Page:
A class action lawsuit was recently filed in Maryland against a prominent real estate licensee, who advertises his team #1 in the state, for violations of RESPA. The complaint alleges the Agent received hundreds of thousands of dollars in undisclosed kick-backs for directing transactions to a particular title company over a 13 year period. Section 8 of RESPA prohibits anyone from giving or accepting a fee, kickback or anything of value in exchange for referrals of settlement service business involving a federally related mortgage loan. In addition, RESPA prohibits fee splitting and receiving unearned fees for services not actually performed. Settlement Services” are defined as anything relating to a real estate settlement (close of escrow) including anything relating to title searches, examinations, or insurance, services rendered by an attorney, preparation of documents, credit reports, appraisals, pest control activities, services rendered by a real estate agent or broker, and almost anything having to do with a mortgage loan from a federally insured institution, such as taking the loan application, loan processing, underwriting or funding.
Violations of Section 8’s anti-kickback, referral fees and unearned fees provisions of RESPA are subject to criminal and civil penalties. In a criminal case a person who violates Section 8 may be fined up to $10,000 and imprisoned up to one year. In a private law suit a person who violates Section 8 may be liable to the person charged for the settlement service an amount equal to three times the amount of the charge paid for the service. In this case, the Defendant maintains that the fees were earned through a marketing agreement and were not an illegal kick-back. However, the Plaintiffs maintain this was a sham arrangement.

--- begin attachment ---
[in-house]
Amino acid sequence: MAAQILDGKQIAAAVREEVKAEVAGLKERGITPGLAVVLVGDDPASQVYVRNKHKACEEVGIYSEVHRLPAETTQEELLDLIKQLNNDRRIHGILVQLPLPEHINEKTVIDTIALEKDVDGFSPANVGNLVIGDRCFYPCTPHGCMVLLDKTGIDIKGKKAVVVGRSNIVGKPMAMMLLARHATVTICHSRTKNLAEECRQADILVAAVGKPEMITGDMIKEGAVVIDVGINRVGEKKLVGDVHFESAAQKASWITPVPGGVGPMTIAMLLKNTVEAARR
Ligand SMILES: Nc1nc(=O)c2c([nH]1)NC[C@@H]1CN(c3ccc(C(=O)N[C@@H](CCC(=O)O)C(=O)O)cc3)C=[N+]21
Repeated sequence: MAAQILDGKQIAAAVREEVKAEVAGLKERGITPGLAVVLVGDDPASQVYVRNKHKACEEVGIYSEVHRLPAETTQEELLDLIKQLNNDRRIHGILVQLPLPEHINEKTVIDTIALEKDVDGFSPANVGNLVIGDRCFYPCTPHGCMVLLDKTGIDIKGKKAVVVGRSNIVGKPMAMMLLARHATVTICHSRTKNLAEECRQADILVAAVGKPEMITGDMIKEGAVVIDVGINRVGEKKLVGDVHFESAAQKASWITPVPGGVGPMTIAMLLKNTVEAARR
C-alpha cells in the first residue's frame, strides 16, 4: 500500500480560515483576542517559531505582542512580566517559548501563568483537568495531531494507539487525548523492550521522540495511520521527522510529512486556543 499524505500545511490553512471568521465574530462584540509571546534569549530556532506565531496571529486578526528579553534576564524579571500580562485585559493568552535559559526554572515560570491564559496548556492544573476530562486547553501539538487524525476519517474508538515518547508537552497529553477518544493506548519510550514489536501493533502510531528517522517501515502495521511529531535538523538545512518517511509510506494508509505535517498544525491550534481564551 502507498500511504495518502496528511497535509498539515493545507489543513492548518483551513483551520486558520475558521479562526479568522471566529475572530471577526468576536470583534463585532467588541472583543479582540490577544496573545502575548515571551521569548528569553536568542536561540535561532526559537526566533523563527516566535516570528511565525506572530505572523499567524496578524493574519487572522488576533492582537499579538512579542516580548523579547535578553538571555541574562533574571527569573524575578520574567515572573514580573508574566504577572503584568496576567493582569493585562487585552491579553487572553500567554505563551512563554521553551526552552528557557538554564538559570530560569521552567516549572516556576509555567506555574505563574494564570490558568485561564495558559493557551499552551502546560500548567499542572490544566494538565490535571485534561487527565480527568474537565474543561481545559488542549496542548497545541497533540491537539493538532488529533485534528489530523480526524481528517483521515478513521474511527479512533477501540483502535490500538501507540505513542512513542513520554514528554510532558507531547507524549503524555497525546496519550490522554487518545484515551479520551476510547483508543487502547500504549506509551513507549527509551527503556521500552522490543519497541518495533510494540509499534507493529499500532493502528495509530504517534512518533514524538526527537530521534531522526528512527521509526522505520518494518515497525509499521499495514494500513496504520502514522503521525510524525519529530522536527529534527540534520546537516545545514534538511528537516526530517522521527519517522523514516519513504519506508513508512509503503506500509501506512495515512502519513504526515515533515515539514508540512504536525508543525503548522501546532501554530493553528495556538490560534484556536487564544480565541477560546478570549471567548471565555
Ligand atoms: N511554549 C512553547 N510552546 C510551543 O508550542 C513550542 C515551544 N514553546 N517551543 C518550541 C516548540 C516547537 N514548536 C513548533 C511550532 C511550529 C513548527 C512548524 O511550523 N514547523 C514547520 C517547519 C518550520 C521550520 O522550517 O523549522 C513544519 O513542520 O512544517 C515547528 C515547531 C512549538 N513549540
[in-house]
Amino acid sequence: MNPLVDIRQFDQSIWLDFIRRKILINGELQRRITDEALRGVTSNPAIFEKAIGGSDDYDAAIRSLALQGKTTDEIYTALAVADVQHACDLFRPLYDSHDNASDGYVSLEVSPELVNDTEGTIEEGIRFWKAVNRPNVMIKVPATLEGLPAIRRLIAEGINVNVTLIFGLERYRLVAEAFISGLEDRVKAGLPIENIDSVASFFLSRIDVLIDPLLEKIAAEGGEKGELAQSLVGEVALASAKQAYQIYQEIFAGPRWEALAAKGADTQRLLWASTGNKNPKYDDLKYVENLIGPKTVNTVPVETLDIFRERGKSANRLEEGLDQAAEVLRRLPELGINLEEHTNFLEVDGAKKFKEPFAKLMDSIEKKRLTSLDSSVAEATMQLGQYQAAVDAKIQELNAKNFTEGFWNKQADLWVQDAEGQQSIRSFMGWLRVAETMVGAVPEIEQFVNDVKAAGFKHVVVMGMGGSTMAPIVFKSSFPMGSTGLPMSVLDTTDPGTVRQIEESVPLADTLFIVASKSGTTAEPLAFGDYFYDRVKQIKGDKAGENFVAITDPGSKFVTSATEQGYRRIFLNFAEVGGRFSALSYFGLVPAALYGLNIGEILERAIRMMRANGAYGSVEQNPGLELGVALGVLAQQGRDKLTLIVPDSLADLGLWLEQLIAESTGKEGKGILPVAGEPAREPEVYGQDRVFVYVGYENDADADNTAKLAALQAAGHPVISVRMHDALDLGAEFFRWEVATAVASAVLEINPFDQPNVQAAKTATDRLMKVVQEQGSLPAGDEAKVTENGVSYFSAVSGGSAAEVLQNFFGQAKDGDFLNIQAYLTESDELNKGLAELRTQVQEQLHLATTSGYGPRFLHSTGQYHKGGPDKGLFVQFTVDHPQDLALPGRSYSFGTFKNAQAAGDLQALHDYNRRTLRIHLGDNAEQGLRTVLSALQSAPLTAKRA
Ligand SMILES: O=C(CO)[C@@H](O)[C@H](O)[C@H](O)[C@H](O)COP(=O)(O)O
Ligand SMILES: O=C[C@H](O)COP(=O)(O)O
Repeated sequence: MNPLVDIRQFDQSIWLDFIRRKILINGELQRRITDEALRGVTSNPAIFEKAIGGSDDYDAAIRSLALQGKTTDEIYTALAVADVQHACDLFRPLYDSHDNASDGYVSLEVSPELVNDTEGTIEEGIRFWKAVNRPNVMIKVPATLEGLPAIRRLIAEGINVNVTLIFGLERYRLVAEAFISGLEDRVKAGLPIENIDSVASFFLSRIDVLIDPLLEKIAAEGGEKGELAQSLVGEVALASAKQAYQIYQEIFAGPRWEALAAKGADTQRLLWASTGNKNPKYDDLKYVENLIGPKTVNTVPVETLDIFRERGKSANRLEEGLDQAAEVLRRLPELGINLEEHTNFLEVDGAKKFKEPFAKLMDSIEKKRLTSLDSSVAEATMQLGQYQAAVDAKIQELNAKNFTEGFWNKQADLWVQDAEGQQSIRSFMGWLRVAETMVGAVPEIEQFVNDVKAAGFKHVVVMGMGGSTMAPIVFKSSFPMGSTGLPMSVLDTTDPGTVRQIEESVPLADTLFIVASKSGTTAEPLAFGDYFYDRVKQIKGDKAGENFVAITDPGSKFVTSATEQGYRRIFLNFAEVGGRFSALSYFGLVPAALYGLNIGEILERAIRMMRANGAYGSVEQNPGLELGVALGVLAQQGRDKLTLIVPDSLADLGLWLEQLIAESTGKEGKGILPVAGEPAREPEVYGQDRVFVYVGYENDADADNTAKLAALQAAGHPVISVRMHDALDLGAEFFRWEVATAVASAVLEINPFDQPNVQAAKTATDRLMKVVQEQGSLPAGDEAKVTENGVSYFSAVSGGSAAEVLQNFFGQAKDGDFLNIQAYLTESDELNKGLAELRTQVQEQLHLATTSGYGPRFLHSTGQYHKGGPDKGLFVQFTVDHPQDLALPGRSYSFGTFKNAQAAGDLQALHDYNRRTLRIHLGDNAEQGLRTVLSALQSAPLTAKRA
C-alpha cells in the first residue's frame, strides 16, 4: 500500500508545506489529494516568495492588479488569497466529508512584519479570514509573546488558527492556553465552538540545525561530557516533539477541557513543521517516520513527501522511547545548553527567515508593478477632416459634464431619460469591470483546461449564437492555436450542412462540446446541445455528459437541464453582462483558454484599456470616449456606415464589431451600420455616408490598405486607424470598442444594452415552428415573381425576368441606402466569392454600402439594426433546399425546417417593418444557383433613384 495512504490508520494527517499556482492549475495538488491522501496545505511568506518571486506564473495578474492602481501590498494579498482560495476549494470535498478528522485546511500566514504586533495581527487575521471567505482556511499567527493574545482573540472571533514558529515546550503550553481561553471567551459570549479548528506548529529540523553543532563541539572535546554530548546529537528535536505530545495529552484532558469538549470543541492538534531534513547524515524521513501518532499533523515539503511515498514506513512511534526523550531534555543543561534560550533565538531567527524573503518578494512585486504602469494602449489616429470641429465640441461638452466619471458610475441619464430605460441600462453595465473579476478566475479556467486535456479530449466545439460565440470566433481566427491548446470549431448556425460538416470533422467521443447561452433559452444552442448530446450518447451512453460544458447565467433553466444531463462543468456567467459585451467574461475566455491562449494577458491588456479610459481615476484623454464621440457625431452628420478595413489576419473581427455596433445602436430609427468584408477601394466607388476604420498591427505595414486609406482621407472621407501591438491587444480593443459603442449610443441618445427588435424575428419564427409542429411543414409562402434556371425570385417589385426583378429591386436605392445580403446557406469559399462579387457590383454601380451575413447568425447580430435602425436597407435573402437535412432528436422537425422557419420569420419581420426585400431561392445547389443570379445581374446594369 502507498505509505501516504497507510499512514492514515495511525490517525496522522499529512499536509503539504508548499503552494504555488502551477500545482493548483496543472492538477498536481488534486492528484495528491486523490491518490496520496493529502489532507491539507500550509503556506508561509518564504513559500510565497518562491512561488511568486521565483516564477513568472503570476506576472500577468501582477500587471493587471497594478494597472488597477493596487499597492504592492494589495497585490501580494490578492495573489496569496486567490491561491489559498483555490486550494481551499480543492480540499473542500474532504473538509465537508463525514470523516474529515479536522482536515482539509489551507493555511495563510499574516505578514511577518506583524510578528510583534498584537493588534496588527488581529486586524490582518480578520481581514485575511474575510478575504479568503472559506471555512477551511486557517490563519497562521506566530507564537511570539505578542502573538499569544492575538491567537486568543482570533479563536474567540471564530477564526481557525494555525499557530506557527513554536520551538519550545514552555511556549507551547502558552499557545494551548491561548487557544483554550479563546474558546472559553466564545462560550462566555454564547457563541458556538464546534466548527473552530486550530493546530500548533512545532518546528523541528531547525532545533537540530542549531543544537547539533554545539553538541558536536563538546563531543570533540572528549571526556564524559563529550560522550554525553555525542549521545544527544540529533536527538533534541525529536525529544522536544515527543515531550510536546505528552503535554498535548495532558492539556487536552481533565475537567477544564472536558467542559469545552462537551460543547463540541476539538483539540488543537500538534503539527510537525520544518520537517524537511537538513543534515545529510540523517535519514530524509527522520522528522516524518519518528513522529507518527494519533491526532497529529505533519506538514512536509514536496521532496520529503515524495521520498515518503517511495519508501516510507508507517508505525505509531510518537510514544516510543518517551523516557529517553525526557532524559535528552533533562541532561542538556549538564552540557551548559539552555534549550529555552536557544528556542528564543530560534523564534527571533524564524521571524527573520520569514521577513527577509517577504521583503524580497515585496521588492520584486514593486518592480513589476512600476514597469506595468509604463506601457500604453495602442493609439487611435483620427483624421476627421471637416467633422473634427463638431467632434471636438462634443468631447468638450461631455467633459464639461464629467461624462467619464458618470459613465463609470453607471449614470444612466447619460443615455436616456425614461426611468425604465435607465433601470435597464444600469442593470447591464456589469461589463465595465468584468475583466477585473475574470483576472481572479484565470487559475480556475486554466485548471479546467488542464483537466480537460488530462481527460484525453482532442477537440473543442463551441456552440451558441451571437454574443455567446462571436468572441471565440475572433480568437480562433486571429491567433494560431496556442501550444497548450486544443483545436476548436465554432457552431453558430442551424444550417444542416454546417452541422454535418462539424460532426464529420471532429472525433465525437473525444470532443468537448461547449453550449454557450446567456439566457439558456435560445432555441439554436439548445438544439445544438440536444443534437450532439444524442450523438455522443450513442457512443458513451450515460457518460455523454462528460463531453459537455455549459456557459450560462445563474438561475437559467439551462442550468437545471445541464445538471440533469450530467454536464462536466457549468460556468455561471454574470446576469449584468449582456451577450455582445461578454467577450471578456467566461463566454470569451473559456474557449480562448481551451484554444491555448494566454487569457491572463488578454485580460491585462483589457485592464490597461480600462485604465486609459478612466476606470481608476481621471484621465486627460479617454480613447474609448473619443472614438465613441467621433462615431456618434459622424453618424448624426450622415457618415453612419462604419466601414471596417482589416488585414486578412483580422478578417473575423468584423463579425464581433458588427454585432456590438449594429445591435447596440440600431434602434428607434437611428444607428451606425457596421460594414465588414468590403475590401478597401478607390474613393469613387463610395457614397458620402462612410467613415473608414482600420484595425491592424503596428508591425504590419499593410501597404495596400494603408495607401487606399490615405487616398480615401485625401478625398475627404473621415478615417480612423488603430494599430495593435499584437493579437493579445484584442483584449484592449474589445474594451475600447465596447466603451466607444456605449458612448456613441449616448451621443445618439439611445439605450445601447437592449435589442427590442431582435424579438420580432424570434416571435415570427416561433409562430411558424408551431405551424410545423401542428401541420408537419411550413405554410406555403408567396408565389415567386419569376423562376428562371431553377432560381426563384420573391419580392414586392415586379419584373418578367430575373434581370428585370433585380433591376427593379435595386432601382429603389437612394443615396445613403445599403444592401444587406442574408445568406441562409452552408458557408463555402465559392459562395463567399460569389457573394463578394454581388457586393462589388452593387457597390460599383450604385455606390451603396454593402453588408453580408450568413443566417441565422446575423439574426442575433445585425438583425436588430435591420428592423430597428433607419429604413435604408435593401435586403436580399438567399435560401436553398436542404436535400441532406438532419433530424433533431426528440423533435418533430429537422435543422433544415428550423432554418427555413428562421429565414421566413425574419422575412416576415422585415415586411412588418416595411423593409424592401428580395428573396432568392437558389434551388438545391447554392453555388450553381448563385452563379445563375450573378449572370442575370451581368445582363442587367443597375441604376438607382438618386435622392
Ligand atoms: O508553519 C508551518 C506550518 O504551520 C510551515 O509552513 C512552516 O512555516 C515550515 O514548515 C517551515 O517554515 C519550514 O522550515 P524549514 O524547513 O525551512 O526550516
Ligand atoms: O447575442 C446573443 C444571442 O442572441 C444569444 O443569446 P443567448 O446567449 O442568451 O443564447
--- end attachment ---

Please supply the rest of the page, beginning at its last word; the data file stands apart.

MORAL: Real Estate Agents should be extremely careful about these types of arrangements and disclose the issue to your broker for careful consideration. Remember, the trend tends to be that the more exposure these types of lawsuits receive, the more likely we will begin to see them in our jurisdiction.
Drizin Law is providing this information for educational purposes only. It should not be construed as legal advice or a legal opinion as to any specific facts or circumstances. This information is based on general principles of Nevada law at the time it was created and you should be aware laws frequently change. Moreover, the laws affecting you may differ depending on the circumstances. You should consult with a qualified attorney in your own state or jurisdiction concerning your particular situation. Review of this information does not create an attorney-client relationship.